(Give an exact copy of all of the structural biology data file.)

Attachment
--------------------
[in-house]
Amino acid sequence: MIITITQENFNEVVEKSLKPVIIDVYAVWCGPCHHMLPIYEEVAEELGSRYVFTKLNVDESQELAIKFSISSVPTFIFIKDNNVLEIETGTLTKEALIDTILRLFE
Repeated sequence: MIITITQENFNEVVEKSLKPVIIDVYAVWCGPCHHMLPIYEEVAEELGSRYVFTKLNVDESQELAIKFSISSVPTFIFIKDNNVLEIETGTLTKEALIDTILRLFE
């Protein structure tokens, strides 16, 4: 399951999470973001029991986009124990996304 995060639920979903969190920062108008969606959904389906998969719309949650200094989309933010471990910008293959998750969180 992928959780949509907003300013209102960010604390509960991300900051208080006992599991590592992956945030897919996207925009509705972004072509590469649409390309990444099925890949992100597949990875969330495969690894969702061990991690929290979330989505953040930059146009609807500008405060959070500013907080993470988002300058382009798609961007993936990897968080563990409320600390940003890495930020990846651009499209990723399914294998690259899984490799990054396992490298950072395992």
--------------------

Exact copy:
[in-house]
Amino acid sequence: MIITITQENFNEVVEKSLKPVIIDVYAVWCGPCHHMLPIYEEVAEELGSRYVFTKLNVDESQELAIKFSISSVPTFIFIKDNNVLEIETGTLTKEALIDTILRLFE
Repeated sequence: MIITITQENFNEVVEKSLKPVIIDVYAVWCGPCHHMLPIYEEVAEELGSRYVFTKLNVDESQELAIKFSISSVPTFIFIKDNNVLEIETGTLTKEALIDTILRLFE
């Protein structure tokens, strides 16, 4: 399951999470973001029991986009124990996304 995060639920979903969190920062108008969606959904389906998969719309949650200094989309933010471990910008293959998750969180 992928959780949509907003300013209102960010604390509960991300900051208080006992599991590592992956945030897919996207925009509705972004072509590469649409390309990444099925890949992100597949990875969330495969690894969702061990991690929290979330989505953040930059146009609807500008405060959070500013907080993470988002300058382009798609961007993936990897968080563990409320600390940003890495930020990846651009499209990723399914294998690259899984490799990054396992490298950072395992």